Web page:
Here's 5 Secrets a Homeschool Family shared with us:
5 Subjects – 5 Days. Or one subject per day.
This homeschool family shared "5 Secrets" about their interesting homeschool schedule. A typical homeschool day for them revolves around one subject per day (or five subjects per week).
And best of all, their schedule is flexible, depending on how they’re feeling each week.
Here’s an example from one of their recent weeks:
1. Monday - Language Arts / Literature: Selecting favorite books to read and using them to recognize nouns, verbs, and all parts of speech. Then creating and writing sentences, paragraphs, and their own stories, while focusing on using descriptive parts of speech, new vocabulary words, and proper spelling.
2. Tuesday – Science / Experiments: Using the Scientific Method to test ideas or hypotheses when contemplating a variety of experiments. The experiments they choose can last the entire day, from morning till night, and Mom said Science Day is their favorite day of the week. The kids eagerly record their ideas, experiments, predictions, test methods, and results in their Science Journals at the end of Science Day, too.
3. Wednesday – Social Studies / History: Currently they’re reading the “Who Was?” series of historical biographies, which include over 200 books, such as Who Was Ferdinand Magellan?, Who Was Sacagawea?, Who Was Albert Einstein?, Who Was Amelia Earhart?, Thomas Edison, Ben Franklin, Mark Twain, Martin Luther King, Maria Tallchief, John Kennedy, Louis Armstrong, The Beatles, etc. The kids are enjoying the format, and the topics cross over into Literature, Science, the Arts, as well as providing social issues to discuss and their impact on today’s culture.
4. Thursday – Math / Technology: Since Math Day lasts all day, they sometimes start with reviewing math facts, such as using Multiplication and Division Flash Cards and timing the kids on how quickly they can get the answers. Then they move on to Math Games, such as Swat, Splat, or Math Bingo. They might also use manipulatives or toys such as Math Fidget Toys, Tubo toy, or Montessori-type math items to practice Math skills. Soon they’re creating with Marble Run sets, Mazes, Lego blocks, Construction sets, Bridge-Building kits, etc. These use mathematical planning, reasoning skills, logic, creative thinking, and critical thinking skills. At some point during the day, they’ll do some math worksheets, which usually focus on solving word problems.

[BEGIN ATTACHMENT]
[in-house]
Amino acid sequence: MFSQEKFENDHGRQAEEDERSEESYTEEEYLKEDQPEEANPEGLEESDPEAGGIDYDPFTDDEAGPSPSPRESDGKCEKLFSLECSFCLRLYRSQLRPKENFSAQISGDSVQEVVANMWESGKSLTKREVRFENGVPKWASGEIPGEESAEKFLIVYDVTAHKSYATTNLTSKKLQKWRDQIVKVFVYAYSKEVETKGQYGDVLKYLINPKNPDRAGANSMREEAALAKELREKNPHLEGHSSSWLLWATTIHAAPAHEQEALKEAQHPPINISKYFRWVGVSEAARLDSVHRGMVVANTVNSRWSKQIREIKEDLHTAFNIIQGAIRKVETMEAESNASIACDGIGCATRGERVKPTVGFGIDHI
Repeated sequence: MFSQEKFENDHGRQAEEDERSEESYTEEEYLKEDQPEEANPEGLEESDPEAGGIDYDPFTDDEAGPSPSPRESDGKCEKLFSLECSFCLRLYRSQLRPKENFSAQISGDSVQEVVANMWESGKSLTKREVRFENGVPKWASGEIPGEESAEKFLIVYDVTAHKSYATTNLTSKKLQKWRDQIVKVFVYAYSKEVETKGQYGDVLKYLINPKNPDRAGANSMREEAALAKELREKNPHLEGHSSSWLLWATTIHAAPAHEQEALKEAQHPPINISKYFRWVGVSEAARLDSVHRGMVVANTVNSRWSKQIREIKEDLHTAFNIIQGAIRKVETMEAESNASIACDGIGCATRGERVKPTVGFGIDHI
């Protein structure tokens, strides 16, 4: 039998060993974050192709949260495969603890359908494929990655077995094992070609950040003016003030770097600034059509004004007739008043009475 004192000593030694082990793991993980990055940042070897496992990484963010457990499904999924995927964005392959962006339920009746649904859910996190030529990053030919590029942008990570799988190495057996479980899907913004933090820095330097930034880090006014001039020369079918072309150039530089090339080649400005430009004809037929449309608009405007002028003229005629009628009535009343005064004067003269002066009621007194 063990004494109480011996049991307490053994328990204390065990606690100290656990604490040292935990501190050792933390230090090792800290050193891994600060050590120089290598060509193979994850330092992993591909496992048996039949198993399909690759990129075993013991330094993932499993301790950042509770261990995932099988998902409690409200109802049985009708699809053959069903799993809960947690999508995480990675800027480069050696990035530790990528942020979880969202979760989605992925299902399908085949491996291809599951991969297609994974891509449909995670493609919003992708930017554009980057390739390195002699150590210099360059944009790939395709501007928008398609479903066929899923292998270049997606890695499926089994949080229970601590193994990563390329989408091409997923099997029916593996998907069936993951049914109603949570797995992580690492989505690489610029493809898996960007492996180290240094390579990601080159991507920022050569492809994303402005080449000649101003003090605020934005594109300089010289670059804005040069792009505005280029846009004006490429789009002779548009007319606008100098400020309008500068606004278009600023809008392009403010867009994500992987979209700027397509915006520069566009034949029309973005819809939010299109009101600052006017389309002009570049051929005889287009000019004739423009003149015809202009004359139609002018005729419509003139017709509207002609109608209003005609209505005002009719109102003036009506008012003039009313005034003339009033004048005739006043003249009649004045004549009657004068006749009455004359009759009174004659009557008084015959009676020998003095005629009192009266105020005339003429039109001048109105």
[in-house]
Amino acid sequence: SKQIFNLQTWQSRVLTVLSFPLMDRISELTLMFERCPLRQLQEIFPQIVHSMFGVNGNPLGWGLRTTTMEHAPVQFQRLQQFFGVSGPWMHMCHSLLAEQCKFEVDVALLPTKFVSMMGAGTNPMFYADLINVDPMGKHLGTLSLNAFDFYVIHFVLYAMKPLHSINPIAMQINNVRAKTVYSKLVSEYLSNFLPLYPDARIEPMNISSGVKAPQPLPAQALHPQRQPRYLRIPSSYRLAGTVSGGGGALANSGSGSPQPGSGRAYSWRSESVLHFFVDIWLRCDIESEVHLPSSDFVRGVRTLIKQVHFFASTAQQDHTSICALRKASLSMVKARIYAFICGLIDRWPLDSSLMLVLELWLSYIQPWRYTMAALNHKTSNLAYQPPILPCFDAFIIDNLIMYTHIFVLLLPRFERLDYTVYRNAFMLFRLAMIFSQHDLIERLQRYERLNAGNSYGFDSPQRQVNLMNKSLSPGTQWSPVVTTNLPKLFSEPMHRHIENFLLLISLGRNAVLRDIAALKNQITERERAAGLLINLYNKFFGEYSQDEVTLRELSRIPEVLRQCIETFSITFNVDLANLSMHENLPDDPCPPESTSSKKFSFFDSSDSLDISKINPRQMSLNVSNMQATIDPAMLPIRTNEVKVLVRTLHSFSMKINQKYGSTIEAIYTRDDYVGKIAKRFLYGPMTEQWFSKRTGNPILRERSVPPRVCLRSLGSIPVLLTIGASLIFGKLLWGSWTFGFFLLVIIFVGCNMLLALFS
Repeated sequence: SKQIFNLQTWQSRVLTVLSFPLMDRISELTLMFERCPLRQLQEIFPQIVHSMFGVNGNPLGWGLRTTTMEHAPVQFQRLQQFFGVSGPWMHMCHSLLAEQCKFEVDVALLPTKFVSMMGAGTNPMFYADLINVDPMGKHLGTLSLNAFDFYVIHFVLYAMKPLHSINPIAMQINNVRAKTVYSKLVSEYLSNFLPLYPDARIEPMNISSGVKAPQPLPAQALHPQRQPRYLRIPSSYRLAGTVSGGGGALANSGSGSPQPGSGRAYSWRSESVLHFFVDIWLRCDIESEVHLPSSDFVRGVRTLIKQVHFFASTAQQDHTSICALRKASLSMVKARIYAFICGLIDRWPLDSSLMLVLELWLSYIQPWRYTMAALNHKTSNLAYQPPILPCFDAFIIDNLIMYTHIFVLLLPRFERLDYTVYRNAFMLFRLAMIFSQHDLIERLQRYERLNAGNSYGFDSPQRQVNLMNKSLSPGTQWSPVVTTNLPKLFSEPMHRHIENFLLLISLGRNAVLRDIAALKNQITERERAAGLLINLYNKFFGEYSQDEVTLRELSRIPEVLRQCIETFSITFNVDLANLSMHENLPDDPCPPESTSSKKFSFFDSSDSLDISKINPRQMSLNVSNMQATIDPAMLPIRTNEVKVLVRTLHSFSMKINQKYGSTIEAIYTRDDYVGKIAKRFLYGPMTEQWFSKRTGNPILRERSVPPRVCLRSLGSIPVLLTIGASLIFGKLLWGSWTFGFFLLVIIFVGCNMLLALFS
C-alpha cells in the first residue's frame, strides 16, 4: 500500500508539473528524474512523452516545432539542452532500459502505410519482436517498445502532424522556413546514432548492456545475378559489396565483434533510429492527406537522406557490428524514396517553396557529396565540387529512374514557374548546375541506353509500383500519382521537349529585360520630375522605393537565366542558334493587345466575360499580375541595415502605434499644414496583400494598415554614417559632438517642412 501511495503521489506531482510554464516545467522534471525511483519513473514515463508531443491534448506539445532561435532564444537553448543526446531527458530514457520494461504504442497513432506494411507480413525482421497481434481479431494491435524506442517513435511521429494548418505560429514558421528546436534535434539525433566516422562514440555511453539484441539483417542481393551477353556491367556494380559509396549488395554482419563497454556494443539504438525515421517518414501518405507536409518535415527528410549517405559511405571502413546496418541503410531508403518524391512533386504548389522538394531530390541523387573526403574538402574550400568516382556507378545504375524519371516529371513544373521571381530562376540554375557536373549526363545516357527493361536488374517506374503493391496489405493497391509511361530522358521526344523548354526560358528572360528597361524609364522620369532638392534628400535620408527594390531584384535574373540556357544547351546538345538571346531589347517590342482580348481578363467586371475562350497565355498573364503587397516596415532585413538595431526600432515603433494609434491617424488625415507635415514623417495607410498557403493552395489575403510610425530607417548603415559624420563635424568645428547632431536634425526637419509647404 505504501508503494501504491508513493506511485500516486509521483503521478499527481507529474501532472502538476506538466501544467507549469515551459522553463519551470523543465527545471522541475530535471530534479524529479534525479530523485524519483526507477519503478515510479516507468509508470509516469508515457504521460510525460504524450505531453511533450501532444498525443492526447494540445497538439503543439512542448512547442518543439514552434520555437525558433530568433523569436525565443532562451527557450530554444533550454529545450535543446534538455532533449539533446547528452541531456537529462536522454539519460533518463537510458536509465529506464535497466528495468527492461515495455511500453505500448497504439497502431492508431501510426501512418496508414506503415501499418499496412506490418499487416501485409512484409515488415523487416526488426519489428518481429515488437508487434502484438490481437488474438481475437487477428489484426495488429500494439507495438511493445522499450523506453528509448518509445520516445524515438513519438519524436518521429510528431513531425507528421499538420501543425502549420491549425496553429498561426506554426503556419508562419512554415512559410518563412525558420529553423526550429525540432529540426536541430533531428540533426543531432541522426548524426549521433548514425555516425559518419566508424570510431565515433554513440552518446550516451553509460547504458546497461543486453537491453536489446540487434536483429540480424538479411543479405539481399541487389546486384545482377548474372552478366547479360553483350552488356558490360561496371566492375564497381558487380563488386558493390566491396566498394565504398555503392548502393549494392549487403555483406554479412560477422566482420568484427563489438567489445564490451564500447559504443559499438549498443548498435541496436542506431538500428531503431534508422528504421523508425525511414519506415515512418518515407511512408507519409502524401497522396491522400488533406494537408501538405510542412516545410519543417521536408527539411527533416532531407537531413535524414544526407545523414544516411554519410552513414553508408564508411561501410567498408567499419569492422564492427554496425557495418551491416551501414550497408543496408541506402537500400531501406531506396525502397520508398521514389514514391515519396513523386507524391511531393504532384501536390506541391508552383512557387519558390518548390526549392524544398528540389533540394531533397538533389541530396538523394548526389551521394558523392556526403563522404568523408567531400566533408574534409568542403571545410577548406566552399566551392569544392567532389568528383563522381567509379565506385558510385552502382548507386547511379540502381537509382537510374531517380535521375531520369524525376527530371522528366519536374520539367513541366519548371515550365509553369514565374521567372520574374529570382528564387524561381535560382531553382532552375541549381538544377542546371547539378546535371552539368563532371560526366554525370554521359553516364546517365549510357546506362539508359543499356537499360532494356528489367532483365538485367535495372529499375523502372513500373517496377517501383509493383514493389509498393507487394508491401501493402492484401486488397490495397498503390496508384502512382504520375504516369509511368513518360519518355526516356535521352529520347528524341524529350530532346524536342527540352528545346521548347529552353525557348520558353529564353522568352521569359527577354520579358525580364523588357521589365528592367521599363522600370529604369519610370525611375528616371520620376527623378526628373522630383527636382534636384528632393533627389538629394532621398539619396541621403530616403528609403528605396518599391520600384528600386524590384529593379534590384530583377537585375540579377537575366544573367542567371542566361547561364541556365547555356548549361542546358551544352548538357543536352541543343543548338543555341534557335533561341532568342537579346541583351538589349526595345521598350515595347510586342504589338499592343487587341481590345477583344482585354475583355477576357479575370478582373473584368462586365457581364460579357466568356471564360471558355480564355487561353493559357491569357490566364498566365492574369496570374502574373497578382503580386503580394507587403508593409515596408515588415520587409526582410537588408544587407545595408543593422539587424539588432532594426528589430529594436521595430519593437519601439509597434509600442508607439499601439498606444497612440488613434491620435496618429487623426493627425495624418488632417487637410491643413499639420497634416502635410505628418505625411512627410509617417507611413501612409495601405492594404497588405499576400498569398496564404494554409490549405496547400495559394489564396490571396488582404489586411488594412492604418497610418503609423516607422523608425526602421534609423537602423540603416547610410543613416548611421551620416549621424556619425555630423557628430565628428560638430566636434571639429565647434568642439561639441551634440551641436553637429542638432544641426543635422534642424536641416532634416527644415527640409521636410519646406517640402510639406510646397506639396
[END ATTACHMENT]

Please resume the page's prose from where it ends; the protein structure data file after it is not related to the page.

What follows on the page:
5. Friday – Cultural Arts / Music: This is another favorite day for the kids, according to Mom. The kids get to choose the types of art, craft, and music activities they want to do on Fridays. Mom also said she found it interesting that if the kids read a historical biography such as Who Were the Beatles?, they were interested in playing Beatles music that week. Or if they read Who Was Pablo Picasso?, the kids were engrossed in creating their own versions of Picasso art.
Although each of the days above has a designated subject, this family finds that topics and subject areas often overlap.
So even if Monday is Literature Day, they could find themselves thinking about Math if they’re reading The Phantom Tollbooth, or Science and Time Travel if reading A Wrinkle in Time.
Or if Wednesday is History Day, they could be covering Geography or Science or Math or Art or Music, depending on the type of Historical Biographies they’re reading.
Also, there’s flexibility in this family’s schedule. If they don’t “feel like” Social Studies on Wednesday or Math on Thursday, they’ll switch things up.
Or if Mom realizes the kids are getting overwhelmed by too much Math one day, they’ll switch to doing something else, even if it’s unrelated to Math.
Maybe they’ll take a field trip to a local museum or library, or go on a picnic and a nature hike, or bake or cook favorite recipes, or bring out tubs of craft items and create something off the top of their heads. They often find that Math works its way into whatever they’re doing, anyway.
Overall, they’ve found this homeschool schedule fun, interesting, educational, flexible, and a great way to provide a well-rounded pool of knowledge and learning activities. It’s something your family might enjoy experimenting with, too.
Click any of the Labels below for more ideas for all subjects areas.